Christian Bauer 8/04

It was three years ago, when i wrote a Tutorial about using a serie of fisheye images to create an hdri skydome for lighten a 3d scene. The idea was really simple, because a fisheye capture horizontal and vertical 180 when you hold it stright, but when you turn it around and look into the sky it captures the full 360 horizont and 180 vertically.
I used mkhdr.exe to generate hdr images, but after a while i started to use hdrshop and i also changed the way i generated my hdri skydomes.

This Tutorial is a more actual tutorial, but still based on the original idea of

You need a serie of fisheye images from a digicam like the CP990.A serie of LDR fisheyeimages

Open Hdrshop and assamble the hdr images. Don't manipulate them in photoshop like in my older tutorial.

You now have an Hdr Image. Drag your mouse over the image. A Fence will appear. You can manipulate the fence by drag the horizontal or vertical borders to the border of the fisheye.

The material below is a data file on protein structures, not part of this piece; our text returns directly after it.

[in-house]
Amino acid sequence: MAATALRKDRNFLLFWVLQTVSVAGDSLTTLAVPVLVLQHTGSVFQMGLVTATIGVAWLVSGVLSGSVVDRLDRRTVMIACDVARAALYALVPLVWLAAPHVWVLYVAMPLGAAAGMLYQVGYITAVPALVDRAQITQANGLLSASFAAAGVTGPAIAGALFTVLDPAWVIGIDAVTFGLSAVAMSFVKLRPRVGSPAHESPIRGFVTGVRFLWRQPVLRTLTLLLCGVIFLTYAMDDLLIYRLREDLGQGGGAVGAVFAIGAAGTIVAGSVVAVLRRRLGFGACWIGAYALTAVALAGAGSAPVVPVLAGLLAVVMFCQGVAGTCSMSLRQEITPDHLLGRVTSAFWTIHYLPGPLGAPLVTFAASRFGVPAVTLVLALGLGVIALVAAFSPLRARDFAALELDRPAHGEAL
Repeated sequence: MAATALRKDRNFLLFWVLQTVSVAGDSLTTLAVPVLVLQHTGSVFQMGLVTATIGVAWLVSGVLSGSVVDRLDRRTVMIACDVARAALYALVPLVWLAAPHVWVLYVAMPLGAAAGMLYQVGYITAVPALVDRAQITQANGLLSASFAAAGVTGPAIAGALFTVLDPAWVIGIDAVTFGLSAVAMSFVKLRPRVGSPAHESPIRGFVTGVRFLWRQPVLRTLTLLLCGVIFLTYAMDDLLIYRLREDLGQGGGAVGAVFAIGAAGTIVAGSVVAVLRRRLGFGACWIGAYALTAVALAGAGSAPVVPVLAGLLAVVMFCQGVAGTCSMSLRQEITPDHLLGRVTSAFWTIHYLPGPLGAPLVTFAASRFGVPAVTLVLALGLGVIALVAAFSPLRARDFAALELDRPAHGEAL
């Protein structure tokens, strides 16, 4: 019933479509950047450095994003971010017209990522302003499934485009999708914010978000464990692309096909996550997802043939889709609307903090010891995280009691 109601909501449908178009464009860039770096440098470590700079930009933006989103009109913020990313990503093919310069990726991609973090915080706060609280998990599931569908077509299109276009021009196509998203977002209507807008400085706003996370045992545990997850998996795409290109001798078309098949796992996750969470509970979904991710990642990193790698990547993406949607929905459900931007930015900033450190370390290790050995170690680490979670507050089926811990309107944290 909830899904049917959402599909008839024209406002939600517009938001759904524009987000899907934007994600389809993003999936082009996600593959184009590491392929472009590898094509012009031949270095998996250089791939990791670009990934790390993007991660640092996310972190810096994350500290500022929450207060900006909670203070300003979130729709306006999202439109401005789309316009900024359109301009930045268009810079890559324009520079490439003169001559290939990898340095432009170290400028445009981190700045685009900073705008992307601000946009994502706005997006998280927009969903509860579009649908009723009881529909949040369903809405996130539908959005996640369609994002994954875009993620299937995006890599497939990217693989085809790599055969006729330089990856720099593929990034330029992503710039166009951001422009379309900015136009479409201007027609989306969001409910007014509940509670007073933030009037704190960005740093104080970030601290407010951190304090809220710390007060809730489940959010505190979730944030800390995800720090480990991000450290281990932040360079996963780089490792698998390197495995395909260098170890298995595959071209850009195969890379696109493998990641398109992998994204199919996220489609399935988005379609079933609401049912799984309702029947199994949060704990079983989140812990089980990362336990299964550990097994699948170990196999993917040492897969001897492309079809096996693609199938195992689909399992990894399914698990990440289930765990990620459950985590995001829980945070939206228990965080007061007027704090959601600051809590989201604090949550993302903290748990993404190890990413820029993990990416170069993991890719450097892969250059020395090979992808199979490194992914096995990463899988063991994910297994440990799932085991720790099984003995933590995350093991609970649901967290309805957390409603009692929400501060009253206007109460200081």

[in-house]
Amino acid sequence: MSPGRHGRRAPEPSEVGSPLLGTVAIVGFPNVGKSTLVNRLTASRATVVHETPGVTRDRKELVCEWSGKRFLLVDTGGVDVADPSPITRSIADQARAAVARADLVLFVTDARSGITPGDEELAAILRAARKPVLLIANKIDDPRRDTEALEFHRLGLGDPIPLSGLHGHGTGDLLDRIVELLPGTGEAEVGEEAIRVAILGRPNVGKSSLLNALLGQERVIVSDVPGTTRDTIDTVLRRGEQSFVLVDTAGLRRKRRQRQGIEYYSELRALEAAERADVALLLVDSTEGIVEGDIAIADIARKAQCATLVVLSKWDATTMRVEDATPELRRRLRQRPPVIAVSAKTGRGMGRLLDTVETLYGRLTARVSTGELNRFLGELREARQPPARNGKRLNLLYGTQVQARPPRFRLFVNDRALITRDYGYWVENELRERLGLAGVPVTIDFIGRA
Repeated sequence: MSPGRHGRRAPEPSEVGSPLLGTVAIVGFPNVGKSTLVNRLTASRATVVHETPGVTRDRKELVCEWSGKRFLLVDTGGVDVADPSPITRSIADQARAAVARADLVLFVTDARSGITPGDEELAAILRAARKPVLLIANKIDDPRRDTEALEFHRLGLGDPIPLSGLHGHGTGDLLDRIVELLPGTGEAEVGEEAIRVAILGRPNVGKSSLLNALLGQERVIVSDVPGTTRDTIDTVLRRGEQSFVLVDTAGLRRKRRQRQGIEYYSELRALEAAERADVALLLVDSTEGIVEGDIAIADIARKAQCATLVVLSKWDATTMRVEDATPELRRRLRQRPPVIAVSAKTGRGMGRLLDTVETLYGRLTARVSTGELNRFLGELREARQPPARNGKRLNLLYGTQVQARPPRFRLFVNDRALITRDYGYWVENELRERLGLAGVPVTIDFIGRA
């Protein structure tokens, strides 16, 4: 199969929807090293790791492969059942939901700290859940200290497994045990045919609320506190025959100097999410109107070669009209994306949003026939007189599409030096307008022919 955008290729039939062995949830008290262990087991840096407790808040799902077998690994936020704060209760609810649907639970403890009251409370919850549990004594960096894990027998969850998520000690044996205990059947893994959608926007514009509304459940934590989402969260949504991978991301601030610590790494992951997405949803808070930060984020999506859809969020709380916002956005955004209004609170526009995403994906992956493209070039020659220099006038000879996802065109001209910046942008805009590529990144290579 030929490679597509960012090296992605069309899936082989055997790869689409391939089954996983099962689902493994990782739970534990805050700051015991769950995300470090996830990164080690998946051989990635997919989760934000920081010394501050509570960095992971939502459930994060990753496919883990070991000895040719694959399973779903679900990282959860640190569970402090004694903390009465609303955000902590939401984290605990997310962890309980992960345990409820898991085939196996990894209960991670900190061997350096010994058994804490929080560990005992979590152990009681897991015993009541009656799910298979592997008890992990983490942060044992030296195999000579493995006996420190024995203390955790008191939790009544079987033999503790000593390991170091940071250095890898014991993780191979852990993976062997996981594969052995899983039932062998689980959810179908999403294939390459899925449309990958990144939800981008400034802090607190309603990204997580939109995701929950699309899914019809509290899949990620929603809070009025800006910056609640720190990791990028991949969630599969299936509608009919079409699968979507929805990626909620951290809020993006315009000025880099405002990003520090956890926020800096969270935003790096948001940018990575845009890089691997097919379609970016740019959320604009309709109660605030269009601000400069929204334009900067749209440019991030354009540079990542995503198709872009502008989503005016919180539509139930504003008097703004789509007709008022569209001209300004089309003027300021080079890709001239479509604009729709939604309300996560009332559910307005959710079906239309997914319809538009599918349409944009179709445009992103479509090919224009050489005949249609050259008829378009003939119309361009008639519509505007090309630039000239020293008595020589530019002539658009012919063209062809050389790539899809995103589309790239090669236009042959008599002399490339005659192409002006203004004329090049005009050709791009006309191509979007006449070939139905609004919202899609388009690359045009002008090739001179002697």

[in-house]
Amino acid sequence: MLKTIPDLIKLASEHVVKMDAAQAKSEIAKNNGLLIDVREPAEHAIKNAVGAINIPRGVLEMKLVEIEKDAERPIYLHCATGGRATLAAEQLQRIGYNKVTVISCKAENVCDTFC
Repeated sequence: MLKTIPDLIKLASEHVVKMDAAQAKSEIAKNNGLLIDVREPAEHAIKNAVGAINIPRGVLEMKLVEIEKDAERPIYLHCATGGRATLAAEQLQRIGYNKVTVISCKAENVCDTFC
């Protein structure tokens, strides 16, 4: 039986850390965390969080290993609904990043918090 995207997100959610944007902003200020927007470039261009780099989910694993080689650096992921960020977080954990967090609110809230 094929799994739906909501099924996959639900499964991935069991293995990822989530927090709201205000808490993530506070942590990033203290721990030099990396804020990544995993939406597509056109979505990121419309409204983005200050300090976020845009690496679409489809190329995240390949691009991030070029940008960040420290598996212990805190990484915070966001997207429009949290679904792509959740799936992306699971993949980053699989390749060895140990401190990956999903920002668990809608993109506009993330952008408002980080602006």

Select the area of the fisheye by draging the mouse

Go to the image menu and crop the image.

Crop the image by image-> crop

Your image is ready to transform now. Transform from *Fisheye closeup* to whatever you need. You have to rotate the fisheye (remember we look in updirection) .So open the transform dialoge and enter "-90" in X direction.

A fisheye is a Mirror closeup and we looked in updirection

There we have the final Spherical panorama.

transformed fisheye

The result can be optimize by changing the whitebalance:
Select an area of white color in your image a white wall. It can be in a darker area of your image. Now go to the image->Pixel->White-Balance Selection

Select a white area and use whitebalance selection

Now press + until the image have the mood of the RL scene. It's not important what the sky will do, but it's more important how buildings and darker areas looks like . With Strg+"0" this exposure will be the default brightness.


So this is the final skydome tutorial for poor people who use standard cameras/lenses and comon software like hdrshop.

btw, there is a siggraph paper on available which describes a similar (but more science) way to Direct HDR capture of the sun and Sky.
You see... this is a really smart and fast way to capture real enviroments for use in virtual enviroments. If you think the range is not high enough for your need then have a look at my "synthesise hdri" tutorial where i pointed to a solution with photogenics. This solution sounds maybe like a cheat for some of you, but it gives very similar results.



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